I recently attended the 49th Annual Conference of the Association of Family and Conciliation Courts in Chicago. The conference was entitled Attachment, Brain Science and Children of Divorce: The ABCDs of Child Development for Family Law. In addition to seminars focused on the role of Parenting Coordinators in resolving disputes between parents in high-conflict custody cases, there were presentations on attachment theory, and how developments in social science help us formulate appropriate parenting plans, especially in cases involving infants and toddlers.
For example, many child psychologists and other mental health professionals used to believe that infants formed a singular and exclusive attachment to one primary caregiver during the first year of his or her life. The specialists warned parents against disrupting this exclusive caregiver-child bond. They believed it could cause lifelong adjustment problems for the children. With such warnings in mind, family law practitioners and the courts often rejected the notion of infant overnights away from the primary caregiver, without considering case-specific facts, on a case-by-case basis.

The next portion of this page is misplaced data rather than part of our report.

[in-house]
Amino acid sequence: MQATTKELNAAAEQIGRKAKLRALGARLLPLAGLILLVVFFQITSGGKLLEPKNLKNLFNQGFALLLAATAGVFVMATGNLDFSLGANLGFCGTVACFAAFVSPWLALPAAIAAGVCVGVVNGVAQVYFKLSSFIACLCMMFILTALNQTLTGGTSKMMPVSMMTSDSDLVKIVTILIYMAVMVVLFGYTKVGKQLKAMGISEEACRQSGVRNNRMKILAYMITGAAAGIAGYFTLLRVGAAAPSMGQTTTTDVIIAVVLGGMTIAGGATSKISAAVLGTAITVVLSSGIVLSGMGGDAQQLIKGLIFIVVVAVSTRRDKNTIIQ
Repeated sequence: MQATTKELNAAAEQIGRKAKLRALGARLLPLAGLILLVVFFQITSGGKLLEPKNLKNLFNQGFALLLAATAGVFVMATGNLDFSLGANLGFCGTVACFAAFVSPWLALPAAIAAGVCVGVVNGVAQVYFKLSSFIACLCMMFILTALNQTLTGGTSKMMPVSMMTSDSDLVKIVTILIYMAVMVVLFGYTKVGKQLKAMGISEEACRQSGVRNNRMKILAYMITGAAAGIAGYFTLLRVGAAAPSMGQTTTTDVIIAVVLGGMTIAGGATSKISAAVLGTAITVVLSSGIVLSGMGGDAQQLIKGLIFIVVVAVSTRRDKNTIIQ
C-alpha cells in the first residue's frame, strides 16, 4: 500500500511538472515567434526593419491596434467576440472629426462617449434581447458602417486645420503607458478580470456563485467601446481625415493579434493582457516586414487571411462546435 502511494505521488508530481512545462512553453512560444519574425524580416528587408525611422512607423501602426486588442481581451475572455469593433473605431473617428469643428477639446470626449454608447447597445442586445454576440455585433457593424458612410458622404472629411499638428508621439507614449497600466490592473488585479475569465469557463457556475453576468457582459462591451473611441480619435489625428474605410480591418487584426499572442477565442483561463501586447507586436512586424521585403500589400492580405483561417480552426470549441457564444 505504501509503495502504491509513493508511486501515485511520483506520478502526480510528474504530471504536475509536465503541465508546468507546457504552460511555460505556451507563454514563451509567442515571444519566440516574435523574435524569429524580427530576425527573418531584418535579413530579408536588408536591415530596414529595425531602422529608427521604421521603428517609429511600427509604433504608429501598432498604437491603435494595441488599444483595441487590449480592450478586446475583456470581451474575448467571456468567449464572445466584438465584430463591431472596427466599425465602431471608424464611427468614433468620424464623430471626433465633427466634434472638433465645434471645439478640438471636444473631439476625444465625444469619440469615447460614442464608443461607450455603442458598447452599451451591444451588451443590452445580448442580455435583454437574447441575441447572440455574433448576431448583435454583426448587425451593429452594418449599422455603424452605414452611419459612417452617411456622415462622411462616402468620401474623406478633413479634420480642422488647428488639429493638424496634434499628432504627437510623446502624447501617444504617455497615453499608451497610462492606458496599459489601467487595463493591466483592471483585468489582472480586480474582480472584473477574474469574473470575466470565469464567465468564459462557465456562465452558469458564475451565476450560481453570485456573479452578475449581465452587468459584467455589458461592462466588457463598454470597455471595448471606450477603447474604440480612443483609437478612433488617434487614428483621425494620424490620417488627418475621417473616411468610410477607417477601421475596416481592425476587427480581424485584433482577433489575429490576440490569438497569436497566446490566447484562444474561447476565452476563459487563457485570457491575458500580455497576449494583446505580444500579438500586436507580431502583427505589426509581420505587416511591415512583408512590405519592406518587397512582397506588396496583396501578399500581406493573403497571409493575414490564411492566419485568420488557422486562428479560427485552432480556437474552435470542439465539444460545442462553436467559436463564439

But in recent years, as a result of studies conducted by mental health specialists around the world, some of whom spoke at the Chicago conference, we now know that children form multiple and simultaneous attachments between six and nine months of age. In situations where both parents have been consistently involved in all aspects of parenting, and, as a result, the child has formed an attachment to both parents, the previous warnings against infant overnights with a non-custodial parent should not be given as much weight in formulating appropriate parenting plans.